* A moderation policy that is accommodating of proactive moderation, not
* An understanding that the boundaries of the target demographic takes
absolute priority over the boundaries of those who are not of that
* The ability to socialise and learn in an atmosphere in which the above
principles establish the tone.
Right now, the moderation of the IRC channel is sub-optimal as far as this is concerned. I have been, in the past, condemned for greeting a new participant who turned out to be looking for hawt ladeez and consequentially banned. I have been, in the past, condemned for directing to the rules a new participant whose behaviour in either PM or channel had been inappropriate, leading to their earning a ban for continuing the bad behaviour in the channel. In these (and other) cases I had blame for causing the behaviour of the individuals placed upon me because I dared to be proactive. This needs to change.
Introduction of blanket logging of current #ubuntu-women discussion would put everything we say in this channel out in to the Public Domain (as this is what irclogs.ubuntu.com is licenced as). This includes women asking advice for dealing with online stalking, or inappropriate behaviour by people within the Ubuntu community. This would ruin the balance of public and privacy. You may be on the ubuntu-women mailing list and wondering why the discussion of this stuff is rare there. The mailing list is publicly archived.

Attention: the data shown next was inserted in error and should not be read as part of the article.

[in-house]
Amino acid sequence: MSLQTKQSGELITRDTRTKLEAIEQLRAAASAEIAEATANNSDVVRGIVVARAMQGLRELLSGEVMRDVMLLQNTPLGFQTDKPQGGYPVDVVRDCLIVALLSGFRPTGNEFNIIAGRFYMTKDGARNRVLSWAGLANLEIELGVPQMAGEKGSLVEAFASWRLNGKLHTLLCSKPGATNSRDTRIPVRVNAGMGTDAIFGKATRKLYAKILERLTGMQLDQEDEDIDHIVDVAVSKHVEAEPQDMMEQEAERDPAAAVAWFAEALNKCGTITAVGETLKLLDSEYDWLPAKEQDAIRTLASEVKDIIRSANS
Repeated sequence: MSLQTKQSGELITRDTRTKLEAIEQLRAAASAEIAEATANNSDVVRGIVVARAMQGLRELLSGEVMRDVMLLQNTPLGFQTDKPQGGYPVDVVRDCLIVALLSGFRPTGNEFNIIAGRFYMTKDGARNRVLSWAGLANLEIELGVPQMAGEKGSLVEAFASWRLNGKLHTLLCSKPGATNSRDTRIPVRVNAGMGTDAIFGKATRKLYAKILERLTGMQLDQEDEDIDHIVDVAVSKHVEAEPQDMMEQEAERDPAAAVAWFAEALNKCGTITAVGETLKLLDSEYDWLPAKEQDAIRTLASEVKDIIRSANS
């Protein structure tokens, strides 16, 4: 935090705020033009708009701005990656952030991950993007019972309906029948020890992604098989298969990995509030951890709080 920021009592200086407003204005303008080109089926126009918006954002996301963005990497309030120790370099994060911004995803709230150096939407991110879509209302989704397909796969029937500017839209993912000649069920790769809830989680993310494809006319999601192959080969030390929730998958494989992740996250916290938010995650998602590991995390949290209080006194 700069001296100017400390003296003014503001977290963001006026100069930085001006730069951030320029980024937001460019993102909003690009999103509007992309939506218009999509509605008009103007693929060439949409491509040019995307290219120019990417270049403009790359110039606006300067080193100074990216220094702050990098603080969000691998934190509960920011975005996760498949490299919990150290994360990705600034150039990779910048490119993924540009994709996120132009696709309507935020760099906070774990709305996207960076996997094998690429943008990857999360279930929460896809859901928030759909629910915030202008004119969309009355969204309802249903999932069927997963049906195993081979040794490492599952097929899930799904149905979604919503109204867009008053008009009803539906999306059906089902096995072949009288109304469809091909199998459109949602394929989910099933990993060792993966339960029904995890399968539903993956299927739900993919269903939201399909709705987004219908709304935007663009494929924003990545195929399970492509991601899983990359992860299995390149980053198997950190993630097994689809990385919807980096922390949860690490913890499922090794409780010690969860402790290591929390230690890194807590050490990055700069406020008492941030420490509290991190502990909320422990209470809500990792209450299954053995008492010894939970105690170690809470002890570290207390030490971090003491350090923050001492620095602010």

Both these things have happened on multiple occasions, and were discussed in #ubuntu-women. Without these discussions in #ubuntu-women the issues would not have seen resolve, and eventually would have driven the women away. The incidents included some actively participating women whose names are linked to their IRC nicknames on their wiki pages and elsewhere, and whose discussions would have, if logging had been in place, been locatable by a google search on something like ‘”her_nick” + “his_nick” site:irclogs.ubuntu.com/year/month/’.
Right now this is not possible, so women who discuss incidents in #ubuntu-women are not currently doing so on the reflective side a 2-way mirror. If logging the social, mentoring and advice discussions occurs, they will be. The chances of someone guessing the domain of sekrit unauthorised logging is minimal. The chances of someone being told to look for logs in irclogs.ubuntu.com via say, a factoid in the Ubottu the official IRC bot, is rather high.